Piggy-Backing on Bonhoeffer

At the end of a short story by Heinrich von Kleist there is the line: “I would not have found you to be such a devil if you had not presented yourself as being so angelic.”

I realized that this can apply to our conceptions of God. We have been told many bizarre things about God that have led to unrealistic expectations. So I start with the famous quote from Bonhoeffer “God is weak and powerless in the world…” and explore a proper relationship given this fact.

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Communion of Life

As a follow-up to last week’s post, “Thank You for the Body that Loves Me,” I present another meditation on our earthiness, another in a series of reflections from my earlier books that I hope may lift our spirits in this new year. The series opened with “Peace of Mind” and will continue throughout the season of Epiphany and, who knows, maybe beyond.

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Loving The Wilderness

For forty days and forty nights
you wander in the wilderness
and face temptation
of body, heart, mind and spirit.

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A Joyful Path, Children’s Curriculum, Year One, Ages 6-10, For MULTI CLASSROOMS

  Progressive Christian Spiritual Curriculum Compassionate, Intelligent, Inter-Spiritual, Non-Dogmatic   Group Curriculum with Teacher’s Handbook and 3 DVDs   Are you searching for a way to connect children with an authentic spiritual experience that is inter-spiritual, creative and …

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A Joyful Path, Children’s Curriculum, Year One, Ages 6-10, For SINGLE CLASSROOM

  Progressive Christian Spiritual Curriculum Compassionate, Intelligent, Inter-Spiritual, Non-Dogmatic   Group Curriculum with Teacher’s Handbook and 2 DVDs   Are you searching for a way to connect children with an authentic spiritual experience that is inter-spiritual, creative and …

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Gratitude: Maturing in the Ocean of Experience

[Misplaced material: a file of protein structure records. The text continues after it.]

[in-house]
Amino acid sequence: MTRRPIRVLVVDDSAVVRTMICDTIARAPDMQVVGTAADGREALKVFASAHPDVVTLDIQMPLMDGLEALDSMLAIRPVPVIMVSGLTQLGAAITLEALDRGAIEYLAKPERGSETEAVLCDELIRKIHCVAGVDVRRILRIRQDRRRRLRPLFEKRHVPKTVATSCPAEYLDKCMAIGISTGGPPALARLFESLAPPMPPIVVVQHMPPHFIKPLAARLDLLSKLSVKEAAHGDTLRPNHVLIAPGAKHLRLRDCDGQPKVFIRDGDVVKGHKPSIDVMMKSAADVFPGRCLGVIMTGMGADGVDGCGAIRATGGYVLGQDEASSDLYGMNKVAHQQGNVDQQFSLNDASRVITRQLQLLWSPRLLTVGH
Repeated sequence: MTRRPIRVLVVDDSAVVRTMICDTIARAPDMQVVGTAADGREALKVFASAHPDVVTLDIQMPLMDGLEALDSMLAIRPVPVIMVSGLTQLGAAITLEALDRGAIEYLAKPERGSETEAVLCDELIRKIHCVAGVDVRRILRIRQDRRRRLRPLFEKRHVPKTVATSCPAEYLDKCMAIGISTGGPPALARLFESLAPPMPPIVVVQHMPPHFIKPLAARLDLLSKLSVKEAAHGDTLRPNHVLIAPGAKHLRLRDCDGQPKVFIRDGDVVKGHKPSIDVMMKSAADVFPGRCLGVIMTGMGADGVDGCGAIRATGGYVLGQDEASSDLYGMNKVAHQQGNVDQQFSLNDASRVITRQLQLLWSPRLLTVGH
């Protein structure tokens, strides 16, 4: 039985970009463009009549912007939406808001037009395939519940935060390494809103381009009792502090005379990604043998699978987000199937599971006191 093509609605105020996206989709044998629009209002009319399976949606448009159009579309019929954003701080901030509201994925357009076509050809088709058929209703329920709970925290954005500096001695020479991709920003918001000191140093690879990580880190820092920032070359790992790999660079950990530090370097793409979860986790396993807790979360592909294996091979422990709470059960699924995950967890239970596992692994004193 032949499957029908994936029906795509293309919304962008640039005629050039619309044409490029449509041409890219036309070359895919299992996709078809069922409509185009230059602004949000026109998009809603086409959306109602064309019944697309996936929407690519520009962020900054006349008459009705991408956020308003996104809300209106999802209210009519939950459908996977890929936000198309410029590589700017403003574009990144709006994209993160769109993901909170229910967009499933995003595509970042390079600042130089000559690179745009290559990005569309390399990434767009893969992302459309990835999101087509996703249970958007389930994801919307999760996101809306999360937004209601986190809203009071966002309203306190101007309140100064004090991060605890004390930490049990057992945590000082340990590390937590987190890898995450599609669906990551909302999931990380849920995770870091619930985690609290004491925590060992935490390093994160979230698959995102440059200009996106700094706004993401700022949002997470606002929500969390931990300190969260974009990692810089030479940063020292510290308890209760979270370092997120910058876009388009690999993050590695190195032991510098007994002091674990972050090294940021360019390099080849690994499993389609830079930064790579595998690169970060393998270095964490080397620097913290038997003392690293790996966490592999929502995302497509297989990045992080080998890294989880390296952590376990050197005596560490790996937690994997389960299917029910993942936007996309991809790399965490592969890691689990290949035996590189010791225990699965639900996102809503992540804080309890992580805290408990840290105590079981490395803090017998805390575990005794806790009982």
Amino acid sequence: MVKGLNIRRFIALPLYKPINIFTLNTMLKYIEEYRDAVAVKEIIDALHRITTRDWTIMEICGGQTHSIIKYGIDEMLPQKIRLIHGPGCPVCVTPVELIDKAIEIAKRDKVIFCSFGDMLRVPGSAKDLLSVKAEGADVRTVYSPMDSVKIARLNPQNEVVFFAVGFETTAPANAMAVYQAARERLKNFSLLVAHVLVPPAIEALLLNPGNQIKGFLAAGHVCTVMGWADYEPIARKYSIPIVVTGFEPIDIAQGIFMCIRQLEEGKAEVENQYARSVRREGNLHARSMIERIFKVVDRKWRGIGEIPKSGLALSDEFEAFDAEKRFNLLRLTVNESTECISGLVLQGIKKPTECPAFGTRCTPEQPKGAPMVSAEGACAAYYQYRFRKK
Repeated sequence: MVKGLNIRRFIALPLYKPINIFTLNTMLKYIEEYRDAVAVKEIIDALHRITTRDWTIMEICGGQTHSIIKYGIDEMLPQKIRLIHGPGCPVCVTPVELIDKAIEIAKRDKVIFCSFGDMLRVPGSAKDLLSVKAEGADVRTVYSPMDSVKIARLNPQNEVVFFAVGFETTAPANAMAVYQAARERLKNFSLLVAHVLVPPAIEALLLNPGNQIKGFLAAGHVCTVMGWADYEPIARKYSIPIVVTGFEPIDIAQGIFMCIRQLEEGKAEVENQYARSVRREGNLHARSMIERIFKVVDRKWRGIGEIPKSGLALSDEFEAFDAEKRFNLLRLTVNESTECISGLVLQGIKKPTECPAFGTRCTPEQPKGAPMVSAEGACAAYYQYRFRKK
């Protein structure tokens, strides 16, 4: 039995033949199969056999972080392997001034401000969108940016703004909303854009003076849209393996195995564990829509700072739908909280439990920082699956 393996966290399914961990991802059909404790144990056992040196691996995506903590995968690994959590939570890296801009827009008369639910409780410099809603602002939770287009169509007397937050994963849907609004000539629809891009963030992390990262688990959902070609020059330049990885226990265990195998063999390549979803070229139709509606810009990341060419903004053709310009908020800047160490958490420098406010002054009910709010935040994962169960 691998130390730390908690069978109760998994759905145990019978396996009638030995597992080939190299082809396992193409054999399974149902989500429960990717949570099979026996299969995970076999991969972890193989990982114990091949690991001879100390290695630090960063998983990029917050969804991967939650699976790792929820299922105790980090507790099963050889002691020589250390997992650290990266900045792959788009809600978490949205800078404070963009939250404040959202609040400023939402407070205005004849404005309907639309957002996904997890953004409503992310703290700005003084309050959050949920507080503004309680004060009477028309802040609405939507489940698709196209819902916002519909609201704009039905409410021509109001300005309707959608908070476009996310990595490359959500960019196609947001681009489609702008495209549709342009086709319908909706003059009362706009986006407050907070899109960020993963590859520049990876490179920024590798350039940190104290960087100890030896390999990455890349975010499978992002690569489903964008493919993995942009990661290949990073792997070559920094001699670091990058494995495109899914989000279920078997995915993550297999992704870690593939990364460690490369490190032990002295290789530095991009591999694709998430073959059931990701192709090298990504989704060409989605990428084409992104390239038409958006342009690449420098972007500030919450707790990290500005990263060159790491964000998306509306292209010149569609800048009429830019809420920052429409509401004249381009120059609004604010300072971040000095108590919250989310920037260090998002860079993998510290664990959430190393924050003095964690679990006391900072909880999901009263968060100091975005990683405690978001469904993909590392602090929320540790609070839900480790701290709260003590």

Most people are familiar with Meister Eckhart’s, 13th and 14th century philosopher, theologian and one of the great Christian mystics, statement on thankfulness… so simple, yet not always easy to really live. “If the only prayer you ever say in your entire life is thank you, it will be enough.” Think about this for a minute… how many of us and how often do we think of “thank you” as a prayer? And an even bigger question for me is, “Is this true? IS it enough?”

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Christianity As A Contributing Cause Of The Current Ecological Crisis

Durham Street Methodist ChristChurch New Zealand (Aotearoa) January 20, 2019 service led by Rev. Bill Wallace featuring some of his hymns. Our theme today is Christian Theology and global warming.

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Prayer in the Context of Progressive Christianity

I’m puzzled about prayer in the context of Progressive Christianity which has replaced the interventionist God “up-there” or “out-there” with the God-within. The typical (conventional) church service liturgy invariably includes an “Intercessions” segment. What meaning does this (segment) have in the context of “progressive” thinking? Should it be abandoned?

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I Pray Anyway: Devotions for the Ambivalent

I Pray Anyway. Devotions for the Ambivalent by Joyce Wilson-Sanford is comprised of 365 daily reflections and 12 monthly personal stories. It tells of the author’s return to a prayer/devotions practice as she shares her own very naked, very funny, very touching prayers and reflections.

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Prayer Changes Us – BRUNCHtalks 7

As our images of God expand, we must move beyond praying to an elsewhere god. All of life is lived in the midst of Divinity. The life and teachings of Jesus of Nazareth point to the reality that Divinity is LOVE. All life is lived in the midst of Love. Prayer is seeking connection to Divinity/Love. Prayer changes us, changing us, changes creation, and so prayer changes the ONE in whom we live, and breathe, and have our being.

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? PRAYER ? – BRUNCHtalks 6

When you no longer imagine the LOVE that we call God as an elsewhere-god, a personified deity who manipulates creation to fulfill our wishes, what becomes of prayer? Our BRUNCHtalks continue to explore what it means to say we are “Progressive in approach: Christ-like in action.” Some technical oversights meant that part two of our talk was not recorded. However, part one is intact and you can view the video of Richard Rohr on Prayer as A State of Communion here which lead us into part two’s discussion.